Lubbe, Marianus van den (1909-1934)
Luube was found in the Reichstag building on the night of the Reichstag fire and was executed by beheading for this the following year. Originally trained as a mason he was an itinerant construction worker. At one point had joined the Dutch communist Party but disliked the discipline and authoritarian codes therefore left to join an small anarcho-syndicalist group. He had his eyesight severely damaged by an accident at work and was almost unemployable. From February 1931 he had begun a trek towards Russia. Getting only as far as Poland he returned to Germany going to
Berlin. Lubbe was a believer in ‘direct action’ which he thought would arouse the working classes from their apathy and passivity in the face of the growth of Nazism. He had practised ‘direct action’ in Holland which had caused his break with the Communist Party. He started a campaign of arson in
Berlin beginning with an attempt on the 23rd of February to burn down a welfare office a symbol of the oppression of the working class through unemployment. He followed this up with arson attempts on the town hall and the former royal palace. These attempts had been frustrated by early discovery and had barely mentioned in the press. Lubbe then proceeded to attack the Reichstag itself. Although half blind he was able to gain easy access to the building and proceeded to start a series of fires. He was eventually found and overcome by Reichstag officials. Subsequent evidence confirms that Lubbe had been acting alone. Rudolf Diels the non-Nazi head of the Prussian police considered that Lubbe was a madman however Hitler ranted that it was a communist plot and that Communists and social democrats would be repressed mercilessly. Orders were issued for the arrest of over 4,000 Communists. Diels ignored the demand that they be instantaneously shot. There is huge debate about whether Lubbe was set up to do this work by Nazi agents. Certainly it is the case that the excuse for the repression of the communists only a few days before the last election of the Weimar period which saw Hitler being finally swept into power on a popular vote was an excellent pretext to use great physical violence to disrupt and fragment the Communist party and Social Democratic Party campaigns. The timing of this event and upping of the ante in terms of violence against left of centre opposition to Nazism legitimised through state institutions which led to the ability to pass the ‘enabling act’ provides strong circumstantial evidence pointing to a case of agent provocateurism. (For a useful recent account see Evans: 2003: pp 328-338).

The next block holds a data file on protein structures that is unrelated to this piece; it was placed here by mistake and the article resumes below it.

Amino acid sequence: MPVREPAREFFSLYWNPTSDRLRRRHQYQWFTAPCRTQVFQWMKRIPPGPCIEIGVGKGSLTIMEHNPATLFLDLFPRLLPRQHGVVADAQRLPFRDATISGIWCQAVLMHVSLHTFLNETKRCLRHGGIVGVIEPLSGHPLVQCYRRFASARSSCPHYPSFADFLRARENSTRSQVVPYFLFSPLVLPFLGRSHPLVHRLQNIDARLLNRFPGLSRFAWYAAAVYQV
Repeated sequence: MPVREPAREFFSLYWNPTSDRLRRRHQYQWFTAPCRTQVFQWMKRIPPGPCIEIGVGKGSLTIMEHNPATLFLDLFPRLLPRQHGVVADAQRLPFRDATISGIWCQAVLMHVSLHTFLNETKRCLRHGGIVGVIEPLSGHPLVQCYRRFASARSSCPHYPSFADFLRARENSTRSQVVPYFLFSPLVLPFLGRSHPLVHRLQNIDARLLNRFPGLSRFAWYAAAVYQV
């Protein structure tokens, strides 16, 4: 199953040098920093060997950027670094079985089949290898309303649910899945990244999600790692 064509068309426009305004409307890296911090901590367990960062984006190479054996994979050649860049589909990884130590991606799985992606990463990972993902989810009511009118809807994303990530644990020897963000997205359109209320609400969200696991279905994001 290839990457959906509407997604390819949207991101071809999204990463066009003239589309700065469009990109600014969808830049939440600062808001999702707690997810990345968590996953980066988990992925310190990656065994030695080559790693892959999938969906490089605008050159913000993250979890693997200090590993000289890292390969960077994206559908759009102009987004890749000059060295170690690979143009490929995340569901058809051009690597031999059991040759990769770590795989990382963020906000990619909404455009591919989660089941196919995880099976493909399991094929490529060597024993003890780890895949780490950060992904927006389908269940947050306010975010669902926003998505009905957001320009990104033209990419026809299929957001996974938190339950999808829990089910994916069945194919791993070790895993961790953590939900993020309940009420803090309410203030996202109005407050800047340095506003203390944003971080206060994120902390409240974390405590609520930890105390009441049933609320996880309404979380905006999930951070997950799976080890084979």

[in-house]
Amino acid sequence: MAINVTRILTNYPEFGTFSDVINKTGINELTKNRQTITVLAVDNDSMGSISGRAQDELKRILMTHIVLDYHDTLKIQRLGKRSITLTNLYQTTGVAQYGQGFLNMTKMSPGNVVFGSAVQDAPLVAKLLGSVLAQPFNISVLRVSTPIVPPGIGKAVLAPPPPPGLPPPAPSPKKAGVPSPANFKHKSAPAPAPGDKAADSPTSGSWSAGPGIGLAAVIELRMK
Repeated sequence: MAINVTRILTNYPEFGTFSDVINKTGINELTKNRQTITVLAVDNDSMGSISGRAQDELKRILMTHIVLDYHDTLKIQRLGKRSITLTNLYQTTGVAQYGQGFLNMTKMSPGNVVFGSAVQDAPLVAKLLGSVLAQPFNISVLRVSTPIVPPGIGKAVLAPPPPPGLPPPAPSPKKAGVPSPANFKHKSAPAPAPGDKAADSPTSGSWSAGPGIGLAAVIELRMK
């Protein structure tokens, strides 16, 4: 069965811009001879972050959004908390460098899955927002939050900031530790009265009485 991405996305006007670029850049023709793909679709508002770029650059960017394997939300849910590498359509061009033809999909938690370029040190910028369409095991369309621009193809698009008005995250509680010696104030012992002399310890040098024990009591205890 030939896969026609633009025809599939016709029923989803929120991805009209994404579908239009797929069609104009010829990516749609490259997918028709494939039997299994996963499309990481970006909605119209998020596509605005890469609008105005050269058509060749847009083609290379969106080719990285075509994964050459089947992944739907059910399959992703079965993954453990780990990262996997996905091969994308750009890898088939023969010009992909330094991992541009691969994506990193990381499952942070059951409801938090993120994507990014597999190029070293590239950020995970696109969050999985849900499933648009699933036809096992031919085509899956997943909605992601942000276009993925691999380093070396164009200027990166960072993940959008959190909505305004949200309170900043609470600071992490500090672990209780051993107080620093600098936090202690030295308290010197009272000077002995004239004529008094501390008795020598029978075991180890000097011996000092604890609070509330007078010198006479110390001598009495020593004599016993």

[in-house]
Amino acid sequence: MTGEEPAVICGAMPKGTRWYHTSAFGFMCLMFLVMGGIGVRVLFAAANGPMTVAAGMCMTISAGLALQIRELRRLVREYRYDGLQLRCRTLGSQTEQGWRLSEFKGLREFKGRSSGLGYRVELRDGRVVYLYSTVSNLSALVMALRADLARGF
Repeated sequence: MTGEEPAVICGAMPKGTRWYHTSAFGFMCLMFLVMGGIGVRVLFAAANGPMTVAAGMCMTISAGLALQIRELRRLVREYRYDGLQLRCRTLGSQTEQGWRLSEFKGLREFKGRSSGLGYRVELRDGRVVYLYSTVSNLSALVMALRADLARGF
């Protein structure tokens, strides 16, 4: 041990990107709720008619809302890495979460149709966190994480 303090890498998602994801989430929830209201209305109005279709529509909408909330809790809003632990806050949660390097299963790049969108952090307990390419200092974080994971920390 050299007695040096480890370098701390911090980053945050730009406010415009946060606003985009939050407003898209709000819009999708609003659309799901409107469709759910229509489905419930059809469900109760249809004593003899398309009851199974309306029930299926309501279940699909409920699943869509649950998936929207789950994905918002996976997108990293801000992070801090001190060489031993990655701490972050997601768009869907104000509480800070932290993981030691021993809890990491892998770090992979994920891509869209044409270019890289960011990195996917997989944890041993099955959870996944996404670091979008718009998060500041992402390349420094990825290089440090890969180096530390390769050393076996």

This entry is linked to a posting on Visconti's representation of Nazism in The Damned
. This posting supplements that article.